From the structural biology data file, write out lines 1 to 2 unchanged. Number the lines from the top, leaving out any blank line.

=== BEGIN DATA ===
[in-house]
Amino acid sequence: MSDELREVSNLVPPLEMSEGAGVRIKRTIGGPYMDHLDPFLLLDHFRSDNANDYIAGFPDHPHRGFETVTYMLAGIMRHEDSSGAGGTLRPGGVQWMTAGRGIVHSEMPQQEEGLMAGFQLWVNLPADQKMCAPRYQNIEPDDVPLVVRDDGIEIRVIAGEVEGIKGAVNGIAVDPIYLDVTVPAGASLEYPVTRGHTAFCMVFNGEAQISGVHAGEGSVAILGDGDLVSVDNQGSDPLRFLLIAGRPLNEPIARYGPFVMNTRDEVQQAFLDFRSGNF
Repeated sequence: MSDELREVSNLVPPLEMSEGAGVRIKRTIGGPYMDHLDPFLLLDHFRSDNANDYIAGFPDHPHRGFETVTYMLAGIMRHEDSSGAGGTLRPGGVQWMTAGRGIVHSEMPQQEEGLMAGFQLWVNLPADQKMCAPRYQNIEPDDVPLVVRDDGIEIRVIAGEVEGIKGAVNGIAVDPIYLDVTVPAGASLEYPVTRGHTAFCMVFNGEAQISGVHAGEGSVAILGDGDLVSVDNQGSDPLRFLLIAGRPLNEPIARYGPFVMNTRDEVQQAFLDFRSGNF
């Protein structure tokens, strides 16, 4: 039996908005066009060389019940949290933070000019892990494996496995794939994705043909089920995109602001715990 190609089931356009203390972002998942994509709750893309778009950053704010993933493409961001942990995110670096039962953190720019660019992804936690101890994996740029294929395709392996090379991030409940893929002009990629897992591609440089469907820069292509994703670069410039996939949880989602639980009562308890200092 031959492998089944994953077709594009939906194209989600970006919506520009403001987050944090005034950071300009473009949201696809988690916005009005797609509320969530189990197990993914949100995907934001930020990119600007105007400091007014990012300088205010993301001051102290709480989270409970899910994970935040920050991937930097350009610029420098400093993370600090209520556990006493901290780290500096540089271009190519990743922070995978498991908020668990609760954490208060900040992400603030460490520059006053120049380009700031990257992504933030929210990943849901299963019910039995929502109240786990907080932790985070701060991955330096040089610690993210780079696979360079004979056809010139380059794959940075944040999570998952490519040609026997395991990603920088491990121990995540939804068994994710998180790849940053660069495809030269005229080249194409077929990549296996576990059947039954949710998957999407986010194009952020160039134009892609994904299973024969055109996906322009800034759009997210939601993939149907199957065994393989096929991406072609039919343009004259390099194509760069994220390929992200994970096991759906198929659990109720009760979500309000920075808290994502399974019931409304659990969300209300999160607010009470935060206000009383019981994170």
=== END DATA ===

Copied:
[in-house]
Amino acid sequence: MSDELREVSNLVPPLEMSEGAGVRIKRTIGGPYMDHLDPFLLLDHFRSDNANDYIAGFPDHPHRGFETVTYMLAGIMRHEDSSGAGGTLRPGGVQWMTAGRGIVHSEMPQQEEGLMAGFQLWVNLPADQKMCAPRYQNIEPDDVPLVVRDDGIEIRVIAGEVEGIKGAVNGIAVDPIYLDVTVPAGASLEYPVTRGHTAFCMVFNGEAQISGVHAGEGSVAILGDGDLVSVDNQGSDPLRFLLIAGRPLNEPIARYGPFVMNTRDEVQQAFLDFRSGNF